Page 67 - Jewish Book Annual Volume 50

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BERGER /THE LESSON OF THE SHOFAR
59
Ozick’s novel warns against substituting literary idolatry for
Holocaust history while restating the difficulty of covenant fi­
delity. The novel’s title itself is highly suggestive. For example,
the title may refer to the forged manuscript. It may also refer
to Lars’ self-understanding. Or, again, it may cause readers to
think of Adela. I believe that the title may be understood as
a warning. Self-proclaimed messiahs in Jewish history have
failed to bring redemption. Shabbatai Zevi, the focus of I.B.
Singer’s classic tale
Satan in Goray,
Jacob Frank, and others have
all ended in theological disgrace. Abandoning the idolatry of
the text, Lars comes to realize that the manuscript of
The Messiah
“went into the camps with its keeper.” This permits Lars to
understand Ozick’s real meaning of Messiah which is to be
found in
Trust.
There she writes “When we remember the mar­
tyrs we bring on the Messiah.”39 It is worth noting that accord­
ing to gematria (number mysticism) the numerical value of “re­
member” equals that of the word “blessing.” But Lars’ Jewish
destiny is uncertain. He returns to the ordinary, involves himself
with community, and presumably remembers the martyrs.
Thus, he may be poised to assume the blessing of his Jewish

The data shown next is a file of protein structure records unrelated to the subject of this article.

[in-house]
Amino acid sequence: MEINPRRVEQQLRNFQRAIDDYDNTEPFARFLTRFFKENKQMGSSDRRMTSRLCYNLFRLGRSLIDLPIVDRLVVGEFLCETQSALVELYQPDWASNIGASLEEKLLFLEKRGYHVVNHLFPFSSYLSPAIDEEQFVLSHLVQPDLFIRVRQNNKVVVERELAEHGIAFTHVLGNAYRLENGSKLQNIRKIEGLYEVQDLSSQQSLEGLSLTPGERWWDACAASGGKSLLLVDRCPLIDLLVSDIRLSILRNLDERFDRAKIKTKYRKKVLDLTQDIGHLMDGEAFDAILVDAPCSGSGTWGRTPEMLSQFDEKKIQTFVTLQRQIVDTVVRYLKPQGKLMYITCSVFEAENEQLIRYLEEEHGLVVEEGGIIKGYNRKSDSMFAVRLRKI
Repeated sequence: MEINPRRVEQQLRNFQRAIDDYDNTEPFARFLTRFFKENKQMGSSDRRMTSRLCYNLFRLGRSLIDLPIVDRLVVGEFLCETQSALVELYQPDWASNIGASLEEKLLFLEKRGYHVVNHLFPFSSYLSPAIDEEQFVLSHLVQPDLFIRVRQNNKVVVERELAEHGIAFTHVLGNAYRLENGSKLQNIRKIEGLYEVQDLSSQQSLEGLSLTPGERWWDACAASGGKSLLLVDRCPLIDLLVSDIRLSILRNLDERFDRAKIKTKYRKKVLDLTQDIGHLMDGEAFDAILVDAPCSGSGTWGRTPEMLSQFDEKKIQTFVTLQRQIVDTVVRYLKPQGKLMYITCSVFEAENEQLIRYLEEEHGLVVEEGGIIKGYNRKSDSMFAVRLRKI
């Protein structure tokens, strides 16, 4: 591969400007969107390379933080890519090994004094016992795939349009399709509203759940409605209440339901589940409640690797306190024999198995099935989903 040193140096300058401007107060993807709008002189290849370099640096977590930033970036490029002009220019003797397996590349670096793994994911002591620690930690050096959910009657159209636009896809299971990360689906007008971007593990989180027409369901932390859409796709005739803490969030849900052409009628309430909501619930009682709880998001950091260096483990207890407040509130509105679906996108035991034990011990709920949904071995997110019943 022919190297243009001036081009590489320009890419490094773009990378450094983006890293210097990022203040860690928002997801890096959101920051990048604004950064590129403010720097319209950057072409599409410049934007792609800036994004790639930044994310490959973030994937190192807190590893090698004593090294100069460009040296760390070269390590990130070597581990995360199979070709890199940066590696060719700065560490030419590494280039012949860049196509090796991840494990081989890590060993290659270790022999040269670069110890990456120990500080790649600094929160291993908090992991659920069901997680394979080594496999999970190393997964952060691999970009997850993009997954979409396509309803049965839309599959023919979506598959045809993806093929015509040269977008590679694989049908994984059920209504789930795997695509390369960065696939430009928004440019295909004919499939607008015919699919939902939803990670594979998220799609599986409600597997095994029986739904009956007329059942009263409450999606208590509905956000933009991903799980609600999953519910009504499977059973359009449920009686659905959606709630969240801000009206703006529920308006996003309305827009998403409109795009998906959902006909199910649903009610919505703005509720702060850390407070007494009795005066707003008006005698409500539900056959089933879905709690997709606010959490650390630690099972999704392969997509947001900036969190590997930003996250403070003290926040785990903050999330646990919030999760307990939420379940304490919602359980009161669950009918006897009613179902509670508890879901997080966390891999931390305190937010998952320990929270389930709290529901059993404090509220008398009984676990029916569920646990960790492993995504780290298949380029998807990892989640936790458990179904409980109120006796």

identity. Yet, the reader is left to wonder if there is any spe­
cifically Jewish context in Lars’ new situation. Being a
nonwitness, and discovering the idolatry of text worship, im­
mersion in Jewish history may be too much for Lars to bear.
IMPLICATIONS OF OZICK’S MESSAGE
Ozick’s fiction reveals a particular understanding of authentic
Jewish identity after Auschwitz. This identity is based upon a
covenant which invests Jewish history itself with a transcendent
meaning while simultaneously suspending specific questions
about God. Writing liturgical literature, which “judges and in­
terprets the world,” Ozick hears the call of the shofar. This
call is meant as a warning against historically unanchored fan­
tasy. Her novels reveal that the post-Auschwitz covenant, like
its biblical predecessor, is comprised of community. For exam­
ple, Enoch Vand prefers the community of survivors, while
Hester Lilt seeks the consolation of midrashim. Hester Lilt and,
39. Cynthia Ozik,
Trust
(New York: E.P. Dutton, 1983), 236.